2 Clinical need and practice


Tooth decay (dental caries) is a chronic disease that can result in the localised and progressive demineralisation (loss of mineral content) of the hard surfaces of the tooth. It is a multistage process initiated by the local accumulation of cariogenic bacteria on the hard surfaces of the tooth. Cariogenic bacteria metabolise dietary carbohydrates to produce plaque acids, which cause demineralisation of the tooth enamel (non-cavitated dental caries). Without successful treatment, the demineralisation can extend into the dentine and eventually into the pulp (cavitated dental caries). Common symptoms of untreated cavitated dental caries are significant pain and discomfort, which can lead to disturbances in eating and loss of sleep.


The progression of dental caries is a slow process in most people; at current levels of consumption of fermentable carbohydrates and fluoride exposure, most enamel lesions take more than 2 years to cavitate. A number of variables can affect progression time and the progression of dental caries may be more rapid in deciduous teeth because they are less well mineralised.


The type of dental caries can be classified by its location: pit and fissure caries occurs in the pits (small depressions) and fissures (small grooves) of the occlusal (biting) surface of teeth, the palatal surfaces of the upper molars and the vestibular surface of the lower molars. Caries can also occur between the surfaces of adjoining contact areas of adjacent teeth. Root caries occurs in the area between the tooth and the receding gum. Primary dental caries is decay on a previously sound natural tooth. Secondary dental caries is decay at the margin of a restoration (filling); this often necessitates replacement of the filling (re-restoration).


Carious lesions are first identified on the basis of clinical visual examination. Various techniques are used to diagnose and monitor progression or reversal of dental caries, although none have been well validated. In addition to visual examination and probing, X-rays and digital radiography can be used to estimate the depth of lesions or to identify lesions that are 'hidden' on visual examination. Lesions can be classed as soft, leathery or hard. Lesions that are progressing are classified as 'active' and those that have stopped progressing are described as 'arrested'. This distinction is clinically important because arrested lesions do not require any further preventive interventions.


Adults in the UK have an average of 1.5 decayed or unsound teeth, and 55 per cent have one or more decayed or unsound teeth (Adult Dental Survey 1998). Despite a reduction in the mean number of decayed, missing and filled teeth over the past 25 years, there are still many people with significant dental caries, which is often linked to socioeconomic factors. Forty three percent of 5-year-olds and 57% of 8-year-olds have obvious tooth decay in deciduous teeth, and between 52% and 77% of children aged 8 to 15 years have obvious tooth decay in permanent teeth (Dental Health Survey of Children 2003). Root caries usually begins between the ages of 30 and 40 years and is most prevalent in elderly people.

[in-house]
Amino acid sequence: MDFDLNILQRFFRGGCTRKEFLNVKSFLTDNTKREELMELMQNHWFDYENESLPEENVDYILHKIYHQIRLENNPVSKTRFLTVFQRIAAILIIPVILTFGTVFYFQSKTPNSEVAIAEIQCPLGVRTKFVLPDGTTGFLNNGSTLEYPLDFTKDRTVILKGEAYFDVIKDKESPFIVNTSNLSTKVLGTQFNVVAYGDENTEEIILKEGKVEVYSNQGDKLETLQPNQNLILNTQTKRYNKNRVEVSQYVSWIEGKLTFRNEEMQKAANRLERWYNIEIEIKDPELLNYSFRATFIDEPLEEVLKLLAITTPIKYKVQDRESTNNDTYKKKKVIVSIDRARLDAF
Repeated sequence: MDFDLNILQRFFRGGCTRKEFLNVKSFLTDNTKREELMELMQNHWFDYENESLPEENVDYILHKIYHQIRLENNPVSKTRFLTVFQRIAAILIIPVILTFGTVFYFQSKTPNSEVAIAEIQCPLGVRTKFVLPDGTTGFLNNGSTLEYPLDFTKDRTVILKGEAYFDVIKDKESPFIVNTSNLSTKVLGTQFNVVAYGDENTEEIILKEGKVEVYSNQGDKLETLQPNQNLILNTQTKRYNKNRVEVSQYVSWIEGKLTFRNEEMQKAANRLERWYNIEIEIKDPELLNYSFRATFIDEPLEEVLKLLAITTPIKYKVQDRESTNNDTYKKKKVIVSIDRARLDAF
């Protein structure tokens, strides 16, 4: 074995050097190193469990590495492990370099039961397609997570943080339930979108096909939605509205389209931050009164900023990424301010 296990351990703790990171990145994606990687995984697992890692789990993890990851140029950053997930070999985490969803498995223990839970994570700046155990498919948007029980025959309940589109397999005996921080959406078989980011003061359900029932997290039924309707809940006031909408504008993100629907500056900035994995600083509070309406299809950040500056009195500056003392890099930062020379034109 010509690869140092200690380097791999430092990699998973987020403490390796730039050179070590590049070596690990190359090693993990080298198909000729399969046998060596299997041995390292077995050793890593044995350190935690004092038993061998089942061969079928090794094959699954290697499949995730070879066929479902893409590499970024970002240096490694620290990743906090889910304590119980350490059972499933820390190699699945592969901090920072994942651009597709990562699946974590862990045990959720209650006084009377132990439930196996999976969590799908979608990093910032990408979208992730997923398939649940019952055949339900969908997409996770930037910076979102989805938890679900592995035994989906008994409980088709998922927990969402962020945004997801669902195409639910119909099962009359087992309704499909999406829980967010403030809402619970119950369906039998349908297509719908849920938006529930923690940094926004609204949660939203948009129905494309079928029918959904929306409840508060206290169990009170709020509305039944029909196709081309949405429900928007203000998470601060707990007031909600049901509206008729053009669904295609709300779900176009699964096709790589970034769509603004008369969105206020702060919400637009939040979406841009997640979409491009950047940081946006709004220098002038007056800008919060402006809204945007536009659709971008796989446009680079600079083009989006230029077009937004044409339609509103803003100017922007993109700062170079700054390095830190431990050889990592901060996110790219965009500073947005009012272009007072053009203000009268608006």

The treatment of dental caries depends on the severity of the lesion at presentation (whether or not it is cavitated) and on its location. People undergoing dental treatment routinely should receive instructions on good oral hygiene and dietary advice to reduce the consumption of fermentable carbohydrates. After treatment, the activity status of dental caries lesions is assessed at follow-up visits to determine whether further preventive treatment is necessary.


Water fluoridation and topical fluoride delivery – in the form of toothpastes, mouth rinses, gels and varnishes – are the mainstay in the management of dental caries. The effectiveness of fluoride has been established by randomised controlled trials and summarised recently in a series of systematic reviews produced by members of the Cochrane Collaboration.


Non-cavitated pit and fissure caries is currently managed by removing plaque and treating with topical fluorides (for example, toothpaste and mouth rinse) and pit and fissure sealants where appropriate.


Cavitated pit and fissure caries is currently managed by removing plaque and tooth decay (using drills or air abrasion) and restorative treatment with a composite resin, glass-ionomer cement or amalgam. Amalgam is commonly used for filling posterior permanent teeth. The average lifetime of a restoration is about 8 years, although it varies with the size of the restorations.


Non-cavitated root caries is currently managed by removing plaque and treating with topical fluorides (for example, toothpaste and mouth rinse), which may be sufficient to prevent progression where the tooth is accessible to cleaning.


The management of cavitated root caries involves removing plaque and treating with fluoride. Restorative treatment with glass ionomer cements or resin-based fillings may be required.